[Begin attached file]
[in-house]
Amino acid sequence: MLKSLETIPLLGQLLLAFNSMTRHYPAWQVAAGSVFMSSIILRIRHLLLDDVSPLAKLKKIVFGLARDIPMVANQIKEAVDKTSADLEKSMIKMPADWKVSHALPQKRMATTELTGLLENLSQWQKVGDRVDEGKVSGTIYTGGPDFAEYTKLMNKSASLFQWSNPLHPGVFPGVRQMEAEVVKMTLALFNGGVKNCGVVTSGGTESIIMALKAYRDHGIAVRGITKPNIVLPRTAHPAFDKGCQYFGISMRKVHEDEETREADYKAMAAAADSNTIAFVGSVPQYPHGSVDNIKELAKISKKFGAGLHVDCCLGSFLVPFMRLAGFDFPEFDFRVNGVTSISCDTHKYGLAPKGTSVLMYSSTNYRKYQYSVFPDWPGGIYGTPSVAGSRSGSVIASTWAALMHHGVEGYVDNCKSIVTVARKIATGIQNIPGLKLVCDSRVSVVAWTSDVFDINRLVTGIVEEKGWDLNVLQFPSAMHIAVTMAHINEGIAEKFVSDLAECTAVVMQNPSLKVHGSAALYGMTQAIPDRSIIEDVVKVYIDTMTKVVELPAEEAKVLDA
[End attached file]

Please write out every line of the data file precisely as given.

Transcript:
[in-house]
Amino acid sequence: MLKSLETIPLLGQLLLAFNSMTRHYPAWQVAAGSVFMSSIILRIRHLLLDDVSPLAKLKKIVFGLARDIPMVANQIKEAVDKTSADLEKSMIKMPADWKVSHALPQKRMATTELTGLLENLSQWQKVGDRVDEGKVSGTIYTGGPDFAEYTKLMNKSASLFQWSNPLHPGVFPGVRQMEAEVVKMTLALFNGGVKNCGVVTSGGTESIIMALKAYRDHGIAVRGITKPNIVLPRTAHPAFDKGCQYFGISMRKVHEDEETREADYKAMAAAADSNTIAFVGSVPQYPHGSVDNIKELAKISKKFGAGLHVDCCLGSFLVPFMRLAGFDFPEFDFRVNGVTSISCDTHKYGLAPKGTSVLMYSSTNYRKYQYSVFPDWPGGIYGTPSVAGSRSGSVIASTWAALMHHGVEGYVDNCKSIVTVARKIATGIQNIPGLKLVCDSRVSVVAWTSDVFDINRLVTGIVEEKGWDLNVLQFPSAMHIAVTMAHINEGIAEKFVSDLAECTAVVMQNPSLKVHGSAALYGMTQAIPDRSIIEDVVKVYIDTMTKVVELPAEEAKVLDA